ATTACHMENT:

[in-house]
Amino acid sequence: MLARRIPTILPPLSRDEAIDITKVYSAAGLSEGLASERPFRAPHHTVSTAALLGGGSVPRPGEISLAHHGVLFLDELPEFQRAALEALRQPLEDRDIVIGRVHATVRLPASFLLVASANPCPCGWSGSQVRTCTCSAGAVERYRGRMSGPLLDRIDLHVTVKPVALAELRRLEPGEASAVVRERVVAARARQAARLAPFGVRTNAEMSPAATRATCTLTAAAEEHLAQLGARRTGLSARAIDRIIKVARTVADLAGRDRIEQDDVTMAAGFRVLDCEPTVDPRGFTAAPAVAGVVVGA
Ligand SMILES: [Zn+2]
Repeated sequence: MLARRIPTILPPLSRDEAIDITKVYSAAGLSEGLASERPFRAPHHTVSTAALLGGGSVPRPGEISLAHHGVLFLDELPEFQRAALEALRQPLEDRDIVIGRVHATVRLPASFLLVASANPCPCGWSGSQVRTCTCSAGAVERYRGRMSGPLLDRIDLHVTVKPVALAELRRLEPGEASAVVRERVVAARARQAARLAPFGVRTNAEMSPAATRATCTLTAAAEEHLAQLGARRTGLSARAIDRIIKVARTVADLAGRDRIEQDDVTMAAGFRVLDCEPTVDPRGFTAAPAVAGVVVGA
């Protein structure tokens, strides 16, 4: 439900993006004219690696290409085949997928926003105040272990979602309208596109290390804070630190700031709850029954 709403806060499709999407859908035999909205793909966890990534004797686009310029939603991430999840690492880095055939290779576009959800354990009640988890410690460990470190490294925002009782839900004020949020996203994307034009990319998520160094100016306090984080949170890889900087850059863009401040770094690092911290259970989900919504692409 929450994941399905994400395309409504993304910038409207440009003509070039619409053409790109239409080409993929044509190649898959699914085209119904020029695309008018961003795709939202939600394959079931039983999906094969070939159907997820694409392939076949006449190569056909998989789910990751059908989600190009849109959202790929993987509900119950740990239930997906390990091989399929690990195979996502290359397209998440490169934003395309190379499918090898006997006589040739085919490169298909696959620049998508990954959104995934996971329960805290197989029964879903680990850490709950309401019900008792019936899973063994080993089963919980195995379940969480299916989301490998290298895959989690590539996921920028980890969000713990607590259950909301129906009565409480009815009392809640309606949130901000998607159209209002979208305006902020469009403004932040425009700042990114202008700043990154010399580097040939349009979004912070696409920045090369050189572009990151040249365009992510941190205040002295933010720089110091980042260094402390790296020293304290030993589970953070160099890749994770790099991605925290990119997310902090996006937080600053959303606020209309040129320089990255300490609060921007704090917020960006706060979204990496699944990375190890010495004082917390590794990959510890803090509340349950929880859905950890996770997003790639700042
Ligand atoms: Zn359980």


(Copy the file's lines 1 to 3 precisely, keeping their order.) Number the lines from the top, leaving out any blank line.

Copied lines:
[in-house]
Amino acid sequence: MLARRIPTILPPLSRDEAIDITKVYSAAGLSEGLASERPFRAPHHTVSTAALLGGGSVPRPGEISLAHHGVLFLDELPEFQRAALEALRQPLEDRDIVIGRVHATVRLPASFLLVASANPCPCGWSGSQVRTCTCSAGAVERYRGRMSGPLLDRIDLHVTVKPVALAELRRLEPGEASAVVRERVVAARARQAARLAPFGVRTNAEMSPAATRATCTLTAAAEEHLAQLGARRTGLSARAIDRIIKVARTVADLAGRDRIEQDDVTMAAGFRVLDCEPTVDPRGFTAAPAVAGVVVGA
Ligand SMILES: [Zn+2]